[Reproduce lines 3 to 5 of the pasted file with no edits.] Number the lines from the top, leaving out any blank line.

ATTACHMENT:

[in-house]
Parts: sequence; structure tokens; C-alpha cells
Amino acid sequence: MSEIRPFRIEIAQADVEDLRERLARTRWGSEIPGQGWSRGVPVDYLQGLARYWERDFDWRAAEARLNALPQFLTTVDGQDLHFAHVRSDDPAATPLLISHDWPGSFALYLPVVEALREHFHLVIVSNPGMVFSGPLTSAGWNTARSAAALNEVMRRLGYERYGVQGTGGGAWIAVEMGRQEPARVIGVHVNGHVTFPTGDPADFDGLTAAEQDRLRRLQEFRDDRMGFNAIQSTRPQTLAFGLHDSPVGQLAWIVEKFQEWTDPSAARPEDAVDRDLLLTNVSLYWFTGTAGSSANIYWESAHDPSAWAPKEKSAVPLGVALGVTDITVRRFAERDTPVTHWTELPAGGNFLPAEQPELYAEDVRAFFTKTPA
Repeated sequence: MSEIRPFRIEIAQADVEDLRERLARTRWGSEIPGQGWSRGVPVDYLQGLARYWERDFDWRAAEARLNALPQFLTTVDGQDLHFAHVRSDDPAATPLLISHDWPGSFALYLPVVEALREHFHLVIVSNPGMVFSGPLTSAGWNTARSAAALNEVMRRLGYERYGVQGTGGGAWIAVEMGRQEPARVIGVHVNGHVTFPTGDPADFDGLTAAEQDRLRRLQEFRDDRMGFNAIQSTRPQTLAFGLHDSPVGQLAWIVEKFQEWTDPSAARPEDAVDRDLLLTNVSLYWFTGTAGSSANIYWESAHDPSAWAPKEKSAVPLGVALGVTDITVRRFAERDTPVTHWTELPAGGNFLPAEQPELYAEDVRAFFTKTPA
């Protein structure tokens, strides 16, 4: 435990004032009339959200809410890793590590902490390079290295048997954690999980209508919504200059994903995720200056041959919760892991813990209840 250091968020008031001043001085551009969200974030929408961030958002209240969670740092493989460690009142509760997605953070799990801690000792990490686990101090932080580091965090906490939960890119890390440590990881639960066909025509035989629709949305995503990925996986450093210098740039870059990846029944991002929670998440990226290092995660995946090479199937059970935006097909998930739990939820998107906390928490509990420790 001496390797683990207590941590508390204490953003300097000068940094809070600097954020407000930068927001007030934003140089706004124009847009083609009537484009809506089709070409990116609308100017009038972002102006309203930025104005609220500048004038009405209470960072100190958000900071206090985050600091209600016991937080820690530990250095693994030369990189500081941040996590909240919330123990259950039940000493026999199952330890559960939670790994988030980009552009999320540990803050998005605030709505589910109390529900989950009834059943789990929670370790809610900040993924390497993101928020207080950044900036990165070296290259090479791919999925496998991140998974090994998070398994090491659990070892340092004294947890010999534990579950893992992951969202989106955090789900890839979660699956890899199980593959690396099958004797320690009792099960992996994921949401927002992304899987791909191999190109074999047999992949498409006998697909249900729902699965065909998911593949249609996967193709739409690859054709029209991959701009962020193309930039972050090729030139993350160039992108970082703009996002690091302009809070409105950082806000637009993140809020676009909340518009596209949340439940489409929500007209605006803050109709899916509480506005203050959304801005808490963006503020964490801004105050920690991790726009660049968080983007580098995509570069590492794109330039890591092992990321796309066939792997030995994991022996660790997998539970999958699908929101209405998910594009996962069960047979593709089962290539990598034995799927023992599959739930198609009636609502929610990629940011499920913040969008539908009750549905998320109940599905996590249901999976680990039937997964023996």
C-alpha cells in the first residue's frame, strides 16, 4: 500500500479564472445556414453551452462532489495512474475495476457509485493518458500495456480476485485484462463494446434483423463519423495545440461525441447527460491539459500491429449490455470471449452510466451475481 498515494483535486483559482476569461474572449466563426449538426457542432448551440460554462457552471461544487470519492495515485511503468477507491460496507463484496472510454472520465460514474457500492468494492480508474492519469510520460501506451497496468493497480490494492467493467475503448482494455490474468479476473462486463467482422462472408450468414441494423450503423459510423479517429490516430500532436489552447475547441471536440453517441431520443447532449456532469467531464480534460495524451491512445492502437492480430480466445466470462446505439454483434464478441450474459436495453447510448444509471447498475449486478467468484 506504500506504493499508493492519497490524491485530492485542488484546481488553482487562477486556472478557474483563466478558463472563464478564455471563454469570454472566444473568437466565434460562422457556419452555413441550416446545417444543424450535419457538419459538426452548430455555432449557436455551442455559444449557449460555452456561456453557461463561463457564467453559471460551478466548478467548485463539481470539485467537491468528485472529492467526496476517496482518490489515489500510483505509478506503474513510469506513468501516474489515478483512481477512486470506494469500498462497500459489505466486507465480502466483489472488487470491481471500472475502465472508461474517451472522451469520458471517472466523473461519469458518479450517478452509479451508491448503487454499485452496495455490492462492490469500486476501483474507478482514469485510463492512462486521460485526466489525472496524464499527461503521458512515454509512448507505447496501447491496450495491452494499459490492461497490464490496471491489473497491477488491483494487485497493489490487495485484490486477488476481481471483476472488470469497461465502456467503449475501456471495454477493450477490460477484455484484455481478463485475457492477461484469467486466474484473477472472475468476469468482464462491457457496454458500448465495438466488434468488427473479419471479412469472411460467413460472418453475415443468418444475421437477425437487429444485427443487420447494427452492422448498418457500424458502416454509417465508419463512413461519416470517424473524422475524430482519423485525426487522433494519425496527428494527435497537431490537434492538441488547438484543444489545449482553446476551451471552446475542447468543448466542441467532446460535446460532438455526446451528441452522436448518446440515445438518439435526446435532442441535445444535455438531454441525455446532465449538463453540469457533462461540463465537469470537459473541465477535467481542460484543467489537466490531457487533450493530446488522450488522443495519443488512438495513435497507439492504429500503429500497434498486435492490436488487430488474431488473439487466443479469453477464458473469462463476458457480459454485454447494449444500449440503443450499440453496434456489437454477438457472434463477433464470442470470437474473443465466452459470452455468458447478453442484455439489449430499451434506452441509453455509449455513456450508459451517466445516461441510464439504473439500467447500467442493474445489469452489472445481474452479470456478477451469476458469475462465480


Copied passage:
Amino acid sequence: MSEIRPFRIEIAQADVEDLRERLARTRWGSEIPGQGWSRGVPVDYLQGLARYWERDFDWRAAEARLNALPQFLTTVDGQDLHFAHVRSDDPAATPLLISHDWPGSFALYLPVVEALREHFHLVIVSNPGMVFSGPLTSAGWNTARSAAALNEVMRRLGYERYGVQGTGGGAWIAVEMGRQEPARVIGVHVNGHVTFPTGDPADFDGLTAAEQDRLRRLQEFRDDRMGFNAIQSTRPQTLAFGLHDSPVGQLAWIVEKFQEWTDPSAARPEDAVDRDLLLTNVSLYWFTGTAGSSANIYWESAHDPSAWAPKEKSAVPLGVALGVTDITVRRFAERDTPVTHWTELPAGGNFLPAEQPELYAEDVRAFFTKTPA
Repeated sequence: MSEIRPFRIEIAQADVEDLRERLARTRWGSEIPGQGWSRGVPVDYLQGLARYWERDFDWRAAEARLNALPQFLTTVDGQDLHFAHVRSDDPAATPLLISHDWPGSFALYLPVVEALREHFHLVIVSNPGMVFSGPLTSAGWNTARSAAALNEVMRRLGYERYGVQGTGGGAWIAVEMGRQEPARVIGVHVNGHVTFPTGDPADFDGLTAAEQDRLRRLQEFRDDRMGFNAIQSTRPQTLAFGLHDSPVGQLAWIVEKFQEWTDPSAARPEDAVDRDLLLTNVSLYWFTGTAGSSANIYWESAHDPSAWAPKEKSAVPLGVALGVTDITVRRFAERDTPVTHWTELPAGGNFLPAEQPELYAEDVRAFFTKTPA
């Protein structure tokens, strides 16, 4: 435990004032009339959200809410890793590590902490390079290295048997954690999980209508919504200059994903995720200056041959919760892991813990209840 250091968020008031001043001085551009969200974030929408961030958002209240969670740092493989460690009142509760997605953070799990801690000792990490686990101090932080580091965090906490939960890119890390440590990881639960066909025509035989629709949305995503990925996986450093210098740039870059990846029944991002929670998440990226290092995660995946090479199937059970935006097909998930739990939820998107906390928490509990420790 001496390797683990207590941590508390204490953003300097000068940094809070600097954020407000930068927001007030934003140089706004124009847009083609009537484009809506089709070409990116609308100017009038972002102006309203930025104005609220500048004038009405209470960072100190958000900071206090985050600091209600016991937080820690530990250095693994030369990189500081941040996590909240919330123990259950039940000493026999199952330890559960939670790994988030980009552009999320540990803050998005605030709505589910109390529900989950009834059943789990929670370790809610900040993924390497993101928020207080950044900036990165070296290259090479791919999925496998991140998974090994998070398994090491659990070892340092004294947890010999534990579950893992992951969202989106955090789900890839979660699956890899199980593959690396099958004797320690009792099960992996994921949401927002992304899987791909191999190109074999047999992949498409006998697909249900729902699965065909998911593949249609996967193709739409690859054709029209991959701009962020193309930039972050090729030139993350160039992108970082703009996002690091302009809070409105950082806000637009993140809020676009909340518009596209949340439940489409929500007209605006803050109709899916509480506005203050959304801005808490963006503020964490801004105050920690991790726009660049968080983007580098995509570069590492794109330039890591092992990321796309066939792997030995994991022996660790997998539970999958699908929101209405998910594009996962069960047979593709089962290539990598034995799927023992599959739930198609009636609502929610990629940011499920913040969008539908009750549905998320109940599905996590249901999976680990039937997964023996």